1. There is no easy answer to the types of questions that come up in this argument. I AM a parent of an autistic child and everyday is… Wow. Everyone telling me what they think my son should be, what he should do, act, socialize as. Strangers in the grocery store, library, bank, even his own school (the audacity of the last one is a constant frustration to me).My son is what is rudely called ‘passing’ this is a label put on the PDD or Asberger’s end of the spectrum. To outsiders our children appear visually not to be autistic but children with uncontrolled ADD, bad parenting with no boundaries, out of control children or emotionally immature children. They don’t have the same visual cues as children on the other end of the spectrum (ASD is Autism SPECTRUM Disorder as it encompasses levels and variations of autism i.e. some people catch all and say low, mid, and high functioning). This creates an interesting double standard within the autism community that not all parents are comfortable about-with each other. I know parents who have more severe ends of the spectrum so how can I complain around them about the grocery store when it is practically impossible for them to take there children sometimes. But another mother with the same level in the spectrum we talk openly about the odd double standard our kids have-yet their autism is ‘better’. If one of our friends take their child to the store and has an autistic meltdown people have a social tendency to politely ignore, offer help if need be, (yes of course there are rude jerks but those are everywhere no matter who or what level you are) but the lack of nastiness seems to not be there. The mother that I am friends with (our sons are also friends one PDD the other Asberger) we ‘gripe’ about the double standard that we get. Our children are autistic too but no one can tell, so when we get the same melt downs, flailing (for those that don’t know what a flail is… its when a child’s body becomes immediately limp in protest and falls to the ground and won’t stiffen back up to stand), break down of tears, inaudible complaints, or hitting me… Out comes the accusations, the nasty social advice, the ‘medicate your child’ bad children, lack of self-control speeches. When I was a younger mother more than once an incident could leave me tears from the ignorant comments observers made. Parents on the higher end of the spectrum have to build a different kind of ‘social thick skin’ then parents of children on the lower end, but the ability to comment on the double standard is not there because of the possibility of retorts like ‘I would take the nastiness if it meant my child’s autism wasn’t as extreme’. Our complaints sound insensitive to a parent dealing with more severe symptoms. Yet amoungst ourselves we openly talk about our ‘different skin’.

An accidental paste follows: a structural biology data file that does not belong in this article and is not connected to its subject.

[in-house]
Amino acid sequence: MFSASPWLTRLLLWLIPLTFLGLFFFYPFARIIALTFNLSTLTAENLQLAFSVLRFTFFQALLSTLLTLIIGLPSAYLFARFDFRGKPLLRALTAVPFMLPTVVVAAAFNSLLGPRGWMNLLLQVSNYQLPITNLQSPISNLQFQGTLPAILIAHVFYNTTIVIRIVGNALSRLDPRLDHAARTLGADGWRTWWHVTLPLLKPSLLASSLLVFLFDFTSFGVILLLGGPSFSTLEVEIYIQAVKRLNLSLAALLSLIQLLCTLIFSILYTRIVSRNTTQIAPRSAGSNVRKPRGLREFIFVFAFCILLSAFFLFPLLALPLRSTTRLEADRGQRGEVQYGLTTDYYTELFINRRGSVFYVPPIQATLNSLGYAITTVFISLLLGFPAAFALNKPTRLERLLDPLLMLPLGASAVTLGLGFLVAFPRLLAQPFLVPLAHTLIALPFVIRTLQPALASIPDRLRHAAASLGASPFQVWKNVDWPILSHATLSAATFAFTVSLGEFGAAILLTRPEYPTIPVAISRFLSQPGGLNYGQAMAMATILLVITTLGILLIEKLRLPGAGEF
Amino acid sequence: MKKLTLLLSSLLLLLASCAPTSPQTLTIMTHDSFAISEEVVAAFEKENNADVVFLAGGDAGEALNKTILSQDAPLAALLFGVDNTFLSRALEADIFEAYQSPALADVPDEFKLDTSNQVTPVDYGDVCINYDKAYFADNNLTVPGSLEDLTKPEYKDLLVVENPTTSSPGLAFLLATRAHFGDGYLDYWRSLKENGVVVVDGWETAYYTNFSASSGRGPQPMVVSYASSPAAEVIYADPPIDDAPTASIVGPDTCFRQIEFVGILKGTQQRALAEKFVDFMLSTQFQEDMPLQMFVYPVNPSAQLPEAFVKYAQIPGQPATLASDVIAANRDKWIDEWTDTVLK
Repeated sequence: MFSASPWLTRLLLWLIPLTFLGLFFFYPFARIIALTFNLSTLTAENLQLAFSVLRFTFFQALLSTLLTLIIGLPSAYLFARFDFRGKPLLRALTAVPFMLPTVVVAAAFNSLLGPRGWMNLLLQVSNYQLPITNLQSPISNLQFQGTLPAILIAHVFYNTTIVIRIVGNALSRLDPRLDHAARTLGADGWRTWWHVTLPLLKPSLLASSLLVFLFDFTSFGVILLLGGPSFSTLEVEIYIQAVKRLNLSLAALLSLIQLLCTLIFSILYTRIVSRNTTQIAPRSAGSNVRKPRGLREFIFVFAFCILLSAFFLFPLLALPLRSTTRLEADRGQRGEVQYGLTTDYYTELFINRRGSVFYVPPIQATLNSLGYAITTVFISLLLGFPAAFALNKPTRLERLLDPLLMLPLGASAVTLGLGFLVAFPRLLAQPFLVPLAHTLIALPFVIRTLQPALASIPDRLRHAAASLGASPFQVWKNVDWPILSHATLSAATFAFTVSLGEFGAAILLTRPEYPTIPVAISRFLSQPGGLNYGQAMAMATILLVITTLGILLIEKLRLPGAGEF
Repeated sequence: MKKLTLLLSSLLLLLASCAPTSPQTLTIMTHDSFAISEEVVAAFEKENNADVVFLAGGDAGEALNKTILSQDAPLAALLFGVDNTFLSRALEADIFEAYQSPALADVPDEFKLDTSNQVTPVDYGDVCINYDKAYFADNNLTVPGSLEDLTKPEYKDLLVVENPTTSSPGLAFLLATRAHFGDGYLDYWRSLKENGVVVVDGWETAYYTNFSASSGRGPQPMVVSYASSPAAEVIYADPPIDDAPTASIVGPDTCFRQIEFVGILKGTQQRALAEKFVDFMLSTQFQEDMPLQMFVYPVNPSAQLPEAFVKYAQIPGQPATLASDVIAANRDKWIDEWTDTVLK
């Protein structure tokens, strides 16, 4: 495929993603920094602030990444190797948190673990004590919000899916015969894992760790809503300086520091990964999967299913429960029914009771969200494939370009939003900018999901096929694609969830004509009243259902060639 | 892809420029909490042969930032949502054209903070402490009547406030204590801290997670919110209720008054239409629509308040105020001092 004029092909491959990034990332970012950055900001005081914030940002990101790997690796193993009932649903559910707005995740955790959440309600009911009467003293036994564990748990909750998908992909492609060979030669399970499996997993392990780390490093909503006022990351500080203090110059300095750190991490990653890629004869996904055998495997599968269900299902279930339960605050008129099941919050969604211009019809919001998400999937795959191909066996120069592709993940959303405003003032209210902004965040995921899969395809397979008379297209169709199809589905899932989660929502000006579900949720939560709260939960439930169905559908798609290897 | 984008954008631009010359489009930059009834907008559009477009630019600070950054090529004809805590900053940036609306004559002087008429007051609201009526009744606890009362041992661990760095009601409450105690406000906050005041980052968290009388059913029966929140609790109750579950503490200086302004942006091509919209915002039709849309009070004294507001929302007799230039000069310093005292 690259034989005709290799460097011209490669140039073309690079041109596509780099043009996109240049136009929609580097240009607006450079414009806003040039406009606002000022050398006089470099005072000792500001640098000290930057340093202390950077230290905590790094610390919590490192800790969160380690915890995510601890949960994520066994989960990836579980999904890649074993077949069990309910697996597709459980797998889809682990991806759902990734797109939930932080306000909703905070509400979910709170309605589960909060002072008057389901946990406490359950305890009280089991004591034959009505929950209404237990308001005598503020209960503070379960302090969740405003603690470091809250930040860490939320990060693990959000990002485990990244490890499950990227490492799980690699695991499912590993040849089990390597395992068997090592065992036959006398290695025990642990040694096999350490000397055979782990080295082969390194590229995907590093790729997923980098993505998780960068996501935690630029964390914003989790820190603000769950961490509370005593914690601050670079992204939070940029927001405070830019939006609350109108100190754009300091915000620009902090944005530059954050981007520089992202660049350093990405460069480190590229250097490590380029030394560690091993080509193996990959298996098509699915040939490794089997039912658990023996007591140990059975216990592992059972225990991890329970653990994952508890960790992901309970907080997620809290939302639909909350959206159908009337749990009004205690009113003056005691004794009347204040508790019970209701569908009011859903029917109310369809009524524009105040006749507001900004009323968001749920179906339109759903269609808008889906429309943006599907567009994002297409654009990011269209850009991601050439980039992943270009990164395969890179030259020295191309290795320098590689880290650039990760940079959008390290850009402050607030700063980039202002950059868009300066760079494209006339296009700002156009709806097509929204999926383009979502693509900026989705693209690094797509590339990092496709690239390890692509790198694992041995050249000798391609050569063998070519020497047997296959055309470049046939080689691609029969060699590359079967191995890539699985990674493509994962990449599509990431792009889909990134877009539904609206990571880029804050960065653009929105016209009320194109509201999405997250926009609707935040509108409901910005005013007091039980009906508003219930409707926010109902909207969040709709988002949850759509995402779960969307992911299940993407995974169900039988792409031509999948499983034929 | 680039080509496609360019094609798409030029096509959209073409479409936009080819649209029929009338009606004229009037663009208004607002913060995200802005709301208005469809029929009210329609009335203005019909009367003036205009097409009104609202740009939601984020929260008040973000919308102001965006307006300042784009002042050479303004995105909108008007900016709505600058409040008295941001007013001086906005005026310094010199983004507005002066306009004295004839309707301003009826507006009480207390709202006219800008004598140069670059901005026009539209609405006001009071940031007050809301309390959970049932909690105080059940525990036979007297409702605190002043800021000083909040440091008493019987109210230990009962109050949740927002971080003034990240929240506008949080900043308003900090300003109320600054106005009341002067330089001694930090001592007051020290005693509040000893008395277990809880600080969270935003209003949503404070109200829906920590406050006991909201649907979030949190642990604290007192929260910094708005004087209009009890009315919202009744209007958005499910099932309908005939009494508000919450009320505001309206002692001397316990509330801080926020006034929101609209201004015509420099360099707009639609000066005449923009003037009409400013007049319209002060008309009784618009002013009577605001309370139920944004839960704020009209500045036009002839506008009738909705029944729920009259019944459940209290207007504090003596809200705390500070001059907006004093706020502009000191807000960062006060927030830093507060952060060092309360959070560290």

For my son’s birthday last year I invited his friends, ASD -full spectrum, down syndrome, an children with no diagnoses ‘normal’. Even amoungst ‘family’ all of us from the same church, all the diagnoses and issues known to everyone in attendance, my friend became embarrassed when her son melted down. She almost took him home, even amoungst friends she was in tears. We were a safe environment and even with us the dread of reaction that normal situations invoke had patterned onto her to become emotionally distressed and breakdown when he reacted in public. She had given herself a conditioned self-censorship of her son’s actions through what she assumed were in everyone’s mind based off of comments said from previous incidents with strangers. I pulled her back, showed her no one was was even noticing or taking heed to her son’s outbursts, let her laugh and cry on my shoulder and convinced her to stay. He could have a dozen more outbursts and no one would care. It was a rare safe social encounter with no outside judgments. This is not normally the case though with our kids, to have these rare social situations where no one comments, because no one cares, and everyone knows whats going on.
    Nowadays…. oh is my skin tough. Catch me on a stressful off day though-I’ve been known to berate a person in public down to 2 inches and leave them pink in the face embarrassed. No, its not the mature thing to do, but I did say those were my off days. 😉